Claudia Khourey-Bowers, Kent State University
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This material is replicated on a number of sites as part of the SERC Pedagogic Service Project
Initial Publication Date: December 22, 2008


Vaccines have been used for thousands of years to protect against infectious diseases. In historic and contemporary society, there have been mixed perspectives on the value of vaccines. The medical community, especially those in public health, supports the widespread use of vaccines. Other communities oppose mandatory use on the basis of potential risk factors, philosophical, or moral reasons. Do vaccines provide benefits to individuals and to society that outweigh possible medical risks? Should vaccines be mandatory or should individuals have the right to choose to opt out of vaccinations based on philosophical or moral grounds?

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Learning Goals

Students should explore the benefits and risks of mandatory vaccinations, taking into consideration medical, social, political, and moral bases for decision-making. Students should also explore the balance between individual rights and the needs of society.

Context for Use

The topic of this structured academic controversy may be appropriate at the high school or college level. As with any structured academic controversy, advance preparation by the students and instructor is essential. The Town Council itself will take 60 - 70 minutes, depending on the depth of arguments that you expect from the students. Students should be given significant out-of-class preparation time to do the necessary reading and to construct their presentations, and they may need some in-class time to prepare with their teams. Students should have the guiding questions ahead of time as they prepare their comments.

Description and Teaching Materials

Students will be given opportunities to learn about the role of vaccinations in eradicating many infectious diseases, the current risk factors of contracting infectious diseases in industrialized and developing nations, and other actual or potential risk factors of vaccinations. Further, students will be able to explore various philosophical and moral perspectives on the use of vaccinations.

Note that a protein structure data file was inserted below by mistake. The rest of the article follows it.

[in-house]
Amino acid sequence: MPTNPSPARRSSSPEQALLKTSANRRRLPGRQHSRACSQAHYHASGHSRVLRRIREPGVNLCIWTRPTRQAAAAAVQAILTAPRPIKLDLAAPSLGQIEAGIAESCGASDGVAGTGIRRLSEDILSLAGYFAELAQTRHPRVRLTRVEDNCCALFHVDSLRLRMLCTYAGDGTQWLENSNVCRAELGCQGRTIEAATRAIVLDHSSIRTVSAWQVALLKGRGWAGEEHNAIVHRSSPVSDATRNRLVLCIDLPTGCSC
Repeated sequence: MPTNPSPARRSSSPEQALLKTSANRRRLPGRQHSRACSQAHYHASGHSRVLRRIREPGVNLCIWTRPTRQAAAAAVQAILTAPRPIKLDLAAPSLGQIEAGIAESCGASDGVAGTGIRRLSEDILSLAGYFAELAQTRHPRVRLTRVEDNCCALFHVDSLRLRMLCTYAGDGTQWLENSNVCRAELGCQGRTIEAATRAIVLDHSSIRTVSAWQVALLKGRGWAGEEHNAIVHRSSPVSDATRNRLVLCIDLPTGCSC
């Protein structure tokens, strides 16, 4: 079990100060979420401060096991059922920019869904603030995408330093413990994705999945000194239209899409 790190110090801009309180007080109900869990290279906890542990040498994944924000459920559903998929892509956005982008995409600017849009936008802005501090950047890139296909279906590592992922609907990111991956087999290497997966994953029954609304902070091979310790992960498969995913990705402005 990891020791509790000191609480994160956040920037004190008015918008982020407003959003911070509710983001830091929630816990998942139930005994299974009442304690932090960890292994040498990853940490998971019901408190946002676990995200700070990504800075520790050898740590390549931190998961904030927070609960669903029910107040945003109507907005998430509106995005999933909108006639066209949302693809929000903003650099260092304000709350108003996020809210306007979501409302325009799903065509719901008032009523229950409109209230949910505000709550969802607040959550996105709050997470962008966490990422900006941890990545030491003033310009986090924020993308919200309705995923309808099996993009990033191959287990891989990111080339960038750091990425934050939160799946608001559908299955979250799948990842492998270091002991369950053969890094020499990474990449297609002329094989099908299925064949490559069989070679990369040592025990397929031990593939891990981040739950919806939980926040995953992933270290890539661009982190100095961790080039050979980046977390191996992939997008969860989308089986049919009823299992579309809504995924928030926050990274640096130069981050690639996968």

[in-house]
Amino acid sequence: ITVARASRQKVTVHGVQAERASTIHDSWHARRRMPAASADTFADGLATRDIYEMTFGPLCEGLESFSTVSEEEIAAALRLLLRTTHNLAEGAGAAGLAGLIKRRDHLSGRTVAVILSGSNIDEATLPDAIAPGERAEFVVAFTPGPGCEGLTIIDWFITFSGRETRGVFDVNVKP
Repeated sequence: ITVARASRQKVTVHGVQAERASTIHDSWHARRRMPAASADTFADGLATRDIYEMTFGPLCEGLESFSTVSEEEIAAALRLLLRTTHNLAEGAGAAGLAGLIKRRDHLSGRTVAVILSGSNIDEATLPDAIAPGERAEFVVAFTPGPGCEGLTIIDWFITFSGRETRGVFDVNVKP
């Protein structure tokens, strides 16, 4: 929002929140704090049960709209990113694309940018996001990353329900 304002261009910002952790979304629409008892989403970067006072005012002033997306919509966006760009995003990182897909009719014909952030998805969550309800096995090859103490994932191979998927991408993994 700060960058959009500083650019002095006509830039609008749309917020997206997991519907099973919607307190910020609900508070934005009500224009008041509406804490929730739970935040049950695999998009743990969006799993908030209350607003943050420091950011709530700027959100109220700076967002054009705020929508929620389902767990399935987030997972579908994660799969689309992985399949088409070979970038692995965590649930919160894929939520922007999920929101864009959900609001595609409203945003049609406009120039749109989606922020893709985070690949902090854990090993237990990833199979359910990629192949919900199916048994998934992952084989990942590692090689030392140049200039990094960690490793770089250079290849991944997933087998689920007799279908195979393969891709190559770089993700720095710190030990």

Groups of students will be expected to learn about these concerns from multiple perspectives, including from among the following:

  • Centers for Disease Control (CDC) Scientists
  • American Academy of Pediatrics (AAP) Physicians
  • American Chiropractic Association (ACA) Chiropractors
  • American Association of Churches and Temples (AACT) Board of Directors
  • Libertarian Party committee for Health Care Reform

Students will be expected to research and discuss the following questions related to vaccines:

  1. What are the benefits and risks of vaccination to individual health?
  2. What are the benefits and risks of vaccinations to public health?
  3. What evidence exists between vaccinations and specific risks, including autism spectrum disorders?
  4. From your perspective, what factors should be taken into account when determining what should be mandated in a democratic society?
  5. What responsibilities, if any, do individuals in a society have to the society as a whole?
  6. Should scientific or technological work in a pluralistic society like the U.S. be guided by ethical or moral principles?

Student Guidelines

(1) The class will be divided into 4 - 5 groups. All students are to read from the listing of suggested electronic resources provided. In addition, each group will be given a specific perspective to become "experts" on for the town council meeting. Each group is expected to become expert representatives of their group's position, yet remain open-minded about the worth of what each other group has to contribute to the discussion. (worth 25 pts)